The seven cast-concrete figures comprising Rose B. Simpson’s Counterculture are intended as witnesses — reminders that the natural world is continuously watching humanity. The work is on view at the Art Preserve in Sheboygan, Wisconsin, through February 25, 2024.
Simpson’s sculptures are traveling to different sites across the country. Installed on the grounds of the Art Preserve at the John Michael Kohler Arts Center, they will observe the Midwest’s shift of seasons from summer to fall and into winter.
The feminine-bodied forms aim to show grace in their vigilance and space taking, carrying necklaces made of ceramic beads instead of taking up weapons. Their presence suggests that we, too, should listen and humble ourselves to the natural world, and tune into the ways in which we are responsible for the exploitation of our environment’s limited resources.
Simpson descends from an Indigenous American tribe famous for their ceramics made by women since the sixth century. Her work builds on this tradition with new materials and methods. Each dyed and cast concrete figure stands approximately 10 feet tall. Their textured, earth-toned forms pay homage to landscapes near and far. The figures are adorned with cable and ceramic necklaces that Simpson shaped with fireclay from her native lands in New Mexico.
Counterculture was created for and originally installed on the ancestral lands of the Stockbridge-Munsee Community Band of Mohican Indians, in present-day Williamstown, Massachusetts. The sculptures’ move to Wisconsin traces the path of forced removal experienced by the Stockbridge-Munsee Community, which today is located on their reservation in northeastern Wisconsin, with members also living in other parts of the state, the United States, and the world.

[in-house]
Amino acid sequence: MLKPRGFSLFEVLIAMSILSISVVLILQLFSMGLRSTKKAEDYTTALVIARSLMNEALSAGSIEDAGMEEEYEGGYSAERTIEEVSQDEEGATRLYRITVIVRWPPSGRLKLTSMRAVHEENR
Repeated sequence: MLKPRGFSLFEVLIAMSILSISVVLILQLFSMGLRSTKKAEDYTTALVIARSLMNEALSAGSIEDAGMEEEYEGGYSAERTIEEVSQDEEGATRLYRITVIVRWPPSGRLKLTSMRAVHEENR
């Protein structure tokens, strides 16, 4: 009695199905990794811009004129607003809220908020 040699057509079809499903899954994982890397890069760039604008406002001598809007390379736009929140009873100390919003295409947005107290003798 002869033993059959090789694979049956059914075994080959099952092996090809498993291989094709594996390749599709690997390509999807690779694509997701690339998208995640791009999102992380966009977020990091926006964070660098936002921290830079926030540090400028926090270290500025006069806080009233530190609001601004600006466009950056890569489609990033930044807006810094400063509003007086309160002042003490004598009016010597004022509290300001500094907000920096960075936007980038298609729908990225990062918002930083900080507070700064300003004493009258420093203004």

The Art Preserve showcases the John Michael Kohler Arts Center’s renowned collection of artist-built environments through immersive installations and curated displays. Admission is free.
For more information, visit jmkac.org.
Counterculture is organized by guest curator Jamilee Lacy in partnership with The Trustees and staff at its deCordova Sculpture Park and Museum, Lincoln, Massachusetts, as part of its Art & The Landscape initiative. The Trustees gratefully acknowledge support for Art & the Landscape 2022 from The Wagner Foundation and from the following individual donors: Janet and David Offensend, Valentine Talland and Nagesh K. Mahanthappa, Marjorie and Nick Greville, Chris Rifkin, and an anonymous donor.